Pixar.com, notorious for rarely getting updates, has gotten some exciting new features!
Also on the "wall" are in-depth versions of the Cars, Ratatouille and WALL•E sections which now allow you to view "The Full Story" feature as opposed to just a preview. In Cars’ case, the much awaited elaboration has been 2 years overdue. In the updated articles, you can take a look at the behind the scenes process that goes into making these masterpieces.
The Short Films section has now been updated with articles for Mater and the Ghostlight and Your Friend the Rat. We’re still waiting for someone at Pixar.com to realize that they’re missing Luxo Jr. on the list, although its respective section is still online.
Let’s hope this updating becomes a trend!
(Originally posted by bawpcpwn, elaborated on by martini833)
In a near-sweep, Pixar’s popular "anyone can cook" parable shut out every bigscreen contender except Sony Pictures Animation’s "Surf’s Up," which scored two individual achievement awards ,while Oscar nominee "Persepolis" went home empty-handed.
says the article. The full list of wins for Ratatouille include:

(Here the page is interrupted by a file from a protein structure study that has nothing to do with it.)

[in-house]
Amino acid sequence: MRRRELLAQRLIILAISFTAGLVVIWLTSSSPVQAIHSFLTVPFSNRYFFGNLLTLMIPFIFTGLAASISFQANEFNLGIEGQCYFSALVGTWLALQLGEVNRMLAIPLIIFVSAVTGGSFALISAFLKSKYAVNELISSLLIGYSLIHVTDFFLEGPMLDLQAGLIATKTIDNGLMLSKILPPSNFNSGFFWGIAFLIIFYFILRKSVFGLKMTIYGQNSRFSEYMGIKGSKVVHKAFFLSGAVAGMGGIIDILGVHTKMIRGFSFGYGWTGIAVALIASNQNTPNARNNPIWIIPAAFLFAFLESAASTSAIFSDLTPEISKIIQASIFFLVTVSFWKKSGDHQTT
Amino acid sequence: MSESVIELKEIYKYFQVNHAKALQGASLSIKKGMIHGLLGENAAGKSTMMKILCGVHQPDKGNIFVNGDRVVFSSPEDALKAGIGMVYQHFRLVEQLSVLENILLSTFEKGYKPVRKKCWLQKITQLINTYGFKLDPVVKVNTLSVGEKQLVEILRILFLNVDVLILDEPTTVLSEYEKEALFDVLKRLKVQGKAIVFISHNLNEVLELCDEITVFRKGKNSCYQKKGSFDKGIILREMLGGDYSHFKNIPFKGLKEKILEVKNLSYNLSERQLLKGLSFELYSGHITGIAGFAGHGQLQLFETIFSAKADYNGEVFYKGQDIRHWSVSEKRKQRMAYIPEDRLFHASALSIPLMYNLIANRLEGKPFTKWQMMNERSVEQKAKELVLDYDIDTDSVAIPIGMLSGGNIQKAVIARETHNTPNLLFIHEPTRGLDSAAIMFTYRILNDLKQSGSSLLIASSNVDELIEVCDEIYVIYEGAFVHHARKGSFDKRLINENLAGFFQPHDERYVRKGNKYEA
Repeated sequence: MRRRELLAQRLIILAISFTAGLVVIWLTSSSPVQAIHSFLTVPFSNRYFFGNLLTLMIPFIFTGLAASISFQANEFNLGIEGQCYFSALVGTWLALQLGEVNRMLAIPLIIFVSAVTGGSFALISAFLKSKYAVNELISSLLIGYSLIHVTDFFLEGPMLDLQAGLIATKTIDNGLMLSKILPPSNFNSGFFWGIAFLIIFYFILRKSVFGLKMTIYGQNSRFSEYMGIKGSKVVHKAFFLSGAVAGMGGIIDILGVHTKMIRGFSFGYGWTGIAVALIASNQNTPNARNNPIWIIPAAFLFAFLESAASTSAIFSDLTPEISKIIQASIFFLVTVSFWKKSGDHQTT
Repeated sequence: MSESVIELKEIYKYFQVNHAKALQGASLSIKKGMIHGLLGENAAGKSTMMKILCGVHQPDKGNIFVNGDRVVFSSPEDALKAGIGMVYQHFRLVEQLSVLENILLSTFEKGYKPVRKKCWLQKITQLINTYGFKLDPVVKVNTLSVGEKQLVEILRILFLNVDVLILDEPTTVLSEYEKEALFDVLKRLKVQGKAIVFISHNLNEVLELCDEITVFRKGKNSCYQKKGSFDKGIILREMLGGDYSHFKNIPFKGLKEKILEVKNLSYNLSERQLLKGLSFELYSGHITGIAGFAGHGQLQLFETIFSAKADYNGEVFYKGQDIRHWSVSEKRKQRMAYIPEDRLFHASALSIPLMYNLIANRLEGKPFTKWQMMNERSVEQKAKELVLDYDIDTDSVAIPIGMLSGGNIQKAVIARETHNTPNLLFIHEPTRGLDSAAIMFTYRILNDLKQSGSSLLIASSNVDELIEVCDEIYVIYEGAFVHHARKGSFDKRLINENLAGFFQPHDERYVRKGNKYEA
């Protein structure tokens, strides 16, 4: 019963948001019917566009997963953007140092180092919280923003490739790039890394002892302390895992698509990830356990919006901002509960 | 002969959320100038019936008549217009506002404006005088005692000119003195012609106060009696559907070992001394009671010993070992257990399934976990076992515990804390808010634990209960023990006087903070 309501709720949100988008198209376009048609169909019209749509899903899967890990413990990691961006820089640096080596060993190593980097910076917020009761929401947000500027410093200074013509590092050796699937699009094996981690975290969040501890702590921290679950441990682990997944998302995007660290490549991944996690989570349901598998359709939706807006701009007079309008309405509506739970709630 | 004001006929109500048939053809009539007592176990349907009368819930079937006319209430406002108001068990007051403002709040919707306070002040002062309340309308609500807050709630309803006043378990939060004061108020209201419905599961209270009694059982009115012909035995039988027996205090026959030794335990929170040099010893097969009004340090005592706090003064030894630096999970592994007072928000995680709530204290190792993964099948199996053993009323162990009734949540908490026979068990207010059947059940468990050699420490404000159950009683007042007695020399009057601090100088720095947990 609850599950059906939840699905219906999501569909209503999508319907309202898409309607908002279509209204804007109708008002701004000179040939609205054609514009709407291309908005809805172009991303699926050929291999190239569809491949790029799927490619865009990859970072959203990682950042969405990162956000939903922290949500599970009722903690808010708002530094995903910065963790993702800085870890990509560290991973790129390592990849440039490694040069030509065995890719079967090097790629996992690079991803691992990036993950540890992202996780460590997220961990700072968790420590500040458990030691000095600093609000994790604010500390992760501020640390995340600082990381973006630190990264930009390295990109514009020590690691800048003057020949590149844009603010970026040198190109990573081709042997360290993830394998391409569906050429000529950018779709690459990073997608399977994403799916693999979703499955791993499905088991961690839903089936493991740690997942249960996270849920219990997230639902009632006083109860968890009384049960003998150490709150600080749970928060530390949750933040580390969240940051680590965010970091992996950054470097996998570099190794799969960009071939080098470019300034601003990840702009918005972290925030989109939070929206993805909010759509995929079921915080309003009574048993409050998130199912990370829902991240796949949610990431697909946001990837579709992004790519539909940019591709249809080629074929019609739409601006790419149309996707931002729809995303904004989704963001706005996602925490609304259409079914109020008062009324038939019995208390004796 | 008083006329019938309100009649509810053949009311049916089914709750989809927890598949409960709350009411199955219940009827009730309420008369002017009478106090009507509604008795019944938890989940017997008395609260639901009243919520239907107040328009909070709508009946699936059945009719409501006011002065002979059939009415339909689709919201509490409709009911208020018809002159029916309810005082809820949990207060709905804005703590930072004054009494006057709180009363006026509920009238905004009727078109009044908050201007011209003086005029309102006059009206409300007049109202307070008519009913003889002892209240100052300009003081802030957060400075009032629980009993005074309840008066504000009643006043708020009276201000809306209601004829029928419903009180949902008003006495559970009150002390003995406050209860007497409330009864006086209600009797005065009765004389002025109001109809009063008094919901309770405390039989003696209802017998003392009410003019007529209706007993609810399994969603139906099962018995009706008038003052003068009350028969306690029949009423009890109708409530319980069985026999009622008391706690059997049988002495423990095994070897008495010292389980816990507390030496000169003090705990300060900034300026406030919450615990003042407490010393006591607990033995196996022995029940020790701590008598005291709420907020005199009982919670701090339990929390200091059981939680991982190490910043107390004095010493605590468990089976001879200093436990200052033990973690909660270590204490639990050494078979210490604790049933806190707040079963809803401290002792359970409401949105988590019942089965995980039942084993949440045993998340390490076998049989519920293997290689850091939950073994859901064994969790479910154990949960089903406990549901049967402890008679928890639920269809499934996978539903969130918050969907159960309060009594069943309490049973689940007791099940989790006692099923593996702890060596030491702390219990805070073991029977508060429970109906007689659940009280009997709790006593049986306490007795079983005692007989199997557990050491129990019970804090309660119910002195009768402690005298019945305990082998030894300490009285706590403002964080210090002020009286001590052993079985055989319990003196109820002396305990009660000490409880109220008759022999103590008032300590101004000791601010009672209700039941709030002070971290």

- Animated Feature (Ratatouille)
- Character Animation In A Feature Production (Michal Makarewicz)
- Character Design In An Animated Feature Production (Carter Goodrich)
- Directing In An Animated Feature Production (Brad Bird)
- Music In An Animated Feature Production (Michael Giacchino)
- Production Design In An Animated Feature Production (Harley Jessup)
- Storyboarding In An Animated Feature Production (Ted Mathot)
- Voice Acting In An Animated Feature Production (Ian Holm)
- Writing In An Animated Feature Production (Brad Bird)
THQ also won the award for "Animated Video Game" for Ratatouille and Pixar also won the award for "Animated Short Subject" for Your Friend The Rat.
Congratulations to everyone at Pixar for these well-deserved wins. Fingers crossed for the Oscars. Thanks Guido.
Pixar will be making a special appearance at the Future Film Festival this year.